The head of Hogan Lovells’ Africa practice, Andrew Skipper, addressed the conference on the general counsel’s views on partnership.
Referring to the paradigm shift that African free trade, via the African Continental Free Trade Area (AfCFTA), would mean for African governments, as well as business, Skipper said the rule of law, and the mutual commercial opportunities, post-Brexit, that Africa and the UK could hold in common.
Among other speakers were Samallie Kiyingi, general counsel at the African Export-Import Bank (Afreximbank), Adesua Dozie, general counsel at Mobil Producing Nigeria, Nkateko Nyoka, chief legal officer at Vodacom Group, and Michael Schottler, head of legal at Anglo American.
Nyoka spoke about the transnational nature of legal systems.
"Lawyers are uniquely positioned in the economic development and growth of the continent. They are also good facilitators with good political knowledge. This will be key in making deals with private companies," he said.
When asked about the values that lawyers brought to the table, the panel said ethics, understanding, and reliability were important; as were a solution-driven mind-set as well as legal expertise. More importantly, lawyers needed to understand the needs of the business, and, crucially, its values.
Collaboration, creativity, trust and strategic thinking were all critical. Lengthy essays explaining solutions, or discussions of recondite issues of law, were not required. As Schottler noted, if a brief didn’t understand corporate values, it wouldn’t meet corporate needs.
The transformational impact of law firms was also stressed; whether local or international, partnership and information-sharing were both critical – provided there was mutual respect. The flexibility of English law, and its certainty, helped but what mattered was the best choices for the work at hand – including the seat of the contract.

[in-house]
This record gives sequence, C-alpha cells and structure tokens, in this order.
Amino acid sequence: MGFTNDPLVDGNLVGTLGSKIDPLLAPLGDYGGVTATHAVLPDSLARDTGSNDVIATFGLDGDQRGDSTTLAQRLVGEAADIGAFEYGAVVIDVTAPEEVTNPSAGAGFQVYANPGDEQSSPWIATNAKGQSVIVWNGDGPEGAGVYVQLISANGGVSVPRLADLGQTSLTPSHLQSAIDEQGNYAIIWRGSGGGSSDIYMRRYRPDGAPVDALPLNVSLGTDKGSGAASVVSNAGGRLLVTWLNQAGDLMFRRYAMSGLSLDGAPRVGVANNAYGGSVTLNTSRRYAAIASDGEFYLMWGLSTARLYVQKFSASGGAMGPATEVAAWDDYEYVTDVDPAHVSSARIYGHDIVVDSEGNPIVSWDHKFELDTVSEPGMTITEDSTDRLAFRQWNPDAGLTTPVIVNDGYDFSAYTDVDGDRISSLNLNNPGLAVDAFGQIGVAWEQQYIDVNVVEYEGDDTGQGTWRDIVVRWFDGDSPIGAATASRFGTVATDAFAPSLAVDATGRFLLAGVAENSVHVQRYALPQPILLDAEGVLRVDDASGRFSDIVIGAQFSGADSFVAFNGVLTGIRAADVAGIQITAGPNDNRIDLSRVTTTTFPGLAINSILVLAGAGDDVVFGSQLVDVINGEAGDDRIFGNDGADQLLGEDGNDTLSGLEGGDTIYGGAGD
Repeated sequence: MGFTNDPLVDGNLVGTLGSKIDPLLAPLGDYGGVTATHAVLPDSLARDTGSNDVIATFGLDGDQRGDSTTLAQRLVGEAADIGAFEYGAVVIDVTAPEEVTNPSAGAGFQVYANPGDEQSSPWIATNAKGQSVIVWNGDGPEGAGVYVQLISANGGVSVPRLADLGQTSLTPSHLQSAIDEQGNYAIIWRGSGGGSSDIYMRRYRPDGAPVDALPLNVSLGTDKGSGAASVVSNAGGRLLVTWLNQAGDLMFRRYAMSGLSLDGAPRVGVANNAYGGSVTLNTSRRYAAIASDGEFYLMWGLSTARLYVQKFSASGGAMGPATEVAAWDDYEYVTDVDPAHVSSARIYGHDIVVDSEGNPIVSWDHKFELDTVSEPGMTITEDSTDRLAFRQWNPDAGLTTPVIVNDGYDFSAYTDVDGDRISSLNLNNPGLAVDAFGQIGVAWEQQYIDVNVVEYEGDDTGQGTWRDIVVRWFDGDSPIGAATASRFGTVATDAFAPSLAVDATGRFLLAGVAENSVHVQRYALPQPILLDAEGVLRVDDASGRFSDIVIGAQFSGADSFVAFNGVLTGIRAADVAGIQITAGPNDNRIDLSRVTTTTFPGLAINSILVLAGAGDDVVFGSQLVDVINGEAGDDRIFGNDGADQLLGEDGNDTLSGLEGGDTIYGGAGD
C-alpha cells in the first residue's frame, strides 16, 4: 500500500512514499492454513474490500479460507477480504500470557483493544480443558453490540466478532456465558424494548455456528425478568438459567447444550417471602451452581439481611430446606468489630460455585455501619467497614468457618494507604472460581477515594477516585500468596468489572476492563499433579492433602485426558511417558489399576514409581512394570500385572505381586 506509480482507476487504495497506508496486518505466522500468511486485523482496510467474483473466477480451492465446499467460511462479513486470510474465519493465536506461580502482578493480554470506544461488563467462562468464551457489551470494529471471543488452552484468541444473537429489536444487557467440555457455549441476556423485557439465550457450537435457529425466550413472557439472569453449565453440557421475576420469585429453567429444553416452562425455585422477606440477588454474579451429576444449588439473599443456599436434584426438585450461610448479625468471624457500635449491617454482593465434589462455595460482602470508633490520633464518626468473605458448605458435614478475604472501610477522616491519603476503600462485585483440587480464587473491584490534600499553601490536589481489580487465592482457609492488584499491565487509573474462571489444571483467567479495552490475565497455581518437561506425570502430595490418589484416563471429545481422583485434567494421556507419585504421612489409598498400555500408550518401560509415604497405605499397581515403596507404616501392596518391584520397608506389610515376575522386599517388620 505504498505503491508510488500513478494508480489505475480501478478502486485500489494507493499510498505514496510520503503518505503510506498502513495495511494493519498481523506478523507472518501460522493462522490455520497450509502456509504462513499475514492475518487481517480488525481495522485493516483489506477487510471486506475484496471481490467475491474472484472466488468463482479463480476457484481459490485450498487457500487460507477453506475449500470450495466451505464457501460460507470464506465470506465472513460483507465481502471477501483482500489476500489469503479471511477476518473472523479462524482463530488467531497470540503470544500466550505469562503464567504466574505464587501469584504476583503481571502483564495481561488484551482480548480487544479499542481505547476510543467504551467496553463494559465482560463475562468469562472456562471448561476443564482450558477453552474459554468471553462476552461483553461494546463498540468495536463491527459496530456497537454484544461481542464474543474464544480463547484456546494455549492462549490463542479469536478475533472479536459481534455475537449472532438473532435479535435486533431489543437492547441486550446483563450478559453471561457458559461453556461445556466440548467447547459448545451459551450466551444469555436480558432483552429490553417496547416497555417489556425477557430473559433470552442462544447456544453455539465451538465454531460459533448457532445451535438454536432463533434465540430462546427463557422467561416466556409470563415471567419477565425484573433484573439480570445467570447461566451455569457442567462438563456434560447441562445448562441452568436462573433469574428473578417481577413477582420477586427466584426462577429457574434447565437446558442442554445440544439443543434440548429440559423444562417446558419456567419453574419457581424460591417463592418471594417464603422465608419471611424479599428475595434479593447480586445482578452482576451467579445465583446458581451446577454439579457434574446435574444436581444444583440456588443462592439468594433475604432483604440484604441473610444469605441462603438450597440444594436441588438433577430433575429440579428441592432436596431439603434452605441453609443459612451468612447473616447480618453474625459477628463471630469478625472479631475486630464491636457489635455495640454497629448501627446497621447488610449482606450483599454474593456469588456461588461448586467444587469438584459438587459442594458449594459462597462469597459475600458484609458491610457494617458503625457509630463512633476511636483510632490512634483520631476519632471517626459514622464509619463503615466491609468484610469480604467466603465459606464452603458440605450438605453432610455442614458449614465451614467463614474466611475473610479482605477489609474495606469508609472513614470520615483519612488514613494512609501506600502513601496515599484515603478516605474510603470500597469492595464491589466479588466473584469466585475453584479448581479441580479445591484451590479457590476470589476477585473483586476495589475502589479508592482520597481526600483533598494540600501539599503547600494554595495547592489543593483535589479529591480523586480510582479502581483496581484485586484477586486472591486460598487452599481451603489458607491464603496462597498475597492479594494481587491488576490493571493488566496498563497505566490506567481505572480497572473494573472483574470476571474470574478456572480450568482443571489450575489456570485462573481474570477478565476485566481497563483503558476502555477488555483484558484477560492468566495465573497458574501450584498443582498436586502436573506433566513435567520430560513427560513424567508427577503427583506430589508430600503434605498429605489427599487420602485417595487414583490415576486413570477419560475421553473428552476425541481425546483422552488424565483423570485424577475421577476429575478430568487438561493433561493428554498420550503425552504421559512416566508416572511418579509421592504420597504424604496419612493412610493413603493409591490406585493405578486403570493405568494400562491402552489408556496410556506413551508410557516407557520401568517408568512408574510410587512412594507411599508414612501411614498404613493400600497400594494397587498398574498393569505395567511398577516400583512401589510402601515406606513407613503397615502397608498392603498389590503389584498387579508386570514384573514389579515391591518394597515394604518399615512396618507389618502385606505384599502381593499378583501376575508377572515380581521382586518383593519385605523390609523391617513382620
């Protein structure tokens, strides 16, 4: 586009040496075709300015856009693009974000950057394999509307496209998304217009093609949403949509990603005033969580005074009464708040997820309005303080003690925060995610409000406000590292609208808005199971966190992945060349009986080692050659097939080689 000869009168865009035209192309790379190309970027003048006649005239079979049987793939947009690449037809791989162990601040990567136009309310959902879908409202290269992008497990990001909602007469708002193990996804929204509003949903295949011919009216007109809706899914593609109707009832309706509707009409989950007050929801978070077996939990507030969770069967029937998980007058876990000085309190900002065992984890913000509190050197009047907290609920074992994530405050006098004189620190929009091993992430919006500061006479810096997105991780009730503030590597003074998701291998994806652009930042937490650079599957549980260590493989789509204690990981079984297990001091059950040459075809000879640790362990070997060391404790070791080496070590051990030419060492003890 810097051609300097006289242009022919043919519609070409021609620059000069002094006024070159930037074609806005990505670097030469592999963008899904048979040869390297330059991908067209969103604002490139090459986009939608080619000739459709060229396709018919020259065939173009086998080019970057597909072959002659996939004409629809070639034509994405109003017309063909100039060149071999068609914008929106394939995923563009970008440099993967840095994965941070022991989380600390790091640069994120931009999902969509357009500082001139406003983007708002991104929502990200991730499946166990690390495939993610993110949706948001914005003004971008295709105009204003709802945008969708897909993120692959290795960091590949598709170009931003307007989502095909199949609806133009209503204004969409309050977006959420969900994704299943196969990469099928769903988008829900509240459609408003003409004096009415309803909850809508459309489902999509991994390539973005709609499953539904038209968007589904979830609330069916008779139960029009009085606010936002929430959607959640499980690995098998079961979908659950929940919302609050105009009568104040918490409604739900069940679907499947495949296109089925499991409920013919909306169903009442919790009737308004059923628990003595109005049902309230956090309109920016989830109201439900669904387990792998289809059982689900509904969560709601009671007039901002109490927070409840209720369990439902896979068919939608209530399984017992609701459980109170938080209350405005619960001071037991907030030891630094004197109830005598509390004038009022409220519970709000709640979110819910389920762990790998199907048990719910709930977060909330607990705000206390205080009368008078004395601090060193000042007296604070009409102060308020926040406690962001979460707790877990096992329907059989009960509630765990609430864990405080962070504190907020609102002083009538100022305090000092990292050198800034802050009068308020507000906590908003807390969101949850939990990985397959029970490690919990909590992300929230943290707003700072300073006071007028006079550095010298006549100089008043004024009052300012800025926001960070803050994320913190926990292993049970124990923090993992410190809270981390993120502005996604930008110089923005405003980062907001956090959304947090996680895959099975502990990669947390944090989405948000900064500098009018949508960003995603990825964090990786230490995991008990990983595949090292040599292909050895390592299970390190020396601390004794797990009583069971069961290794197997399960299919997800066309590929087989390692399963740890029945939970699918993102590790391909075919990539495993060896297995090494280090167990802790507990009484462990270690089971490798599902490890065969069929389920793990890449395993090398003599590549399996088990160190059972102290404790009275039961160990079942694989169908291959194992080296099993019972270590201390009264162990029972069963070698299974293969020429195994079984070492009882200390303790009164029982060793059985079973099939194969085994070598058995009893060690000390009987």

Dozie closed the session, by talking about how important representation was, in parallel with discussions about equity, inclusion, and belonging, in giving opportunities to lawyers of colour to progress. Firms could demonstrate their diversity, she said, by making sure that it has a seat at the table and that it belonged there.
A discussion on trade concluded the morning session. Speakers were positive about the ways in which international trade would benefit both Africa, and, post-Brexit, Britain, as chaired by Daryl Dingley, of Webber Wentzel, an expert in this area.
Law Society president, I. Stephanie Boyce, gave a clear, open, and pragmatic explanation of solicitors’ contribution to UK trade in services saying that England & Wales would remain open for global legal business, post-Brexit, as well as during, and after, the pandemic.
Maggie Baingana, managing partner at Shield Associates, took the audience through the benefits of AfCFTA, saying it would help diversify African trade, and move the continent away from extractive resources; keeping such resources in Africa and using them there.
That, she said, could help increase intra-African trade 89% by 2025. She also discussed how trade would benefit African women, as well as the small business sector, as such communities saw the benefits in trading across newly enlarged markets.
Taking a regional approach, barrister, Sajid Suleman, of 36 Commercial, spoke about trade relations between the UK and Kenya, taking participants through recent agreements, while also being nuanced about the reality of the deal.
To read part 2 of this series please visit Africa Legal next week.
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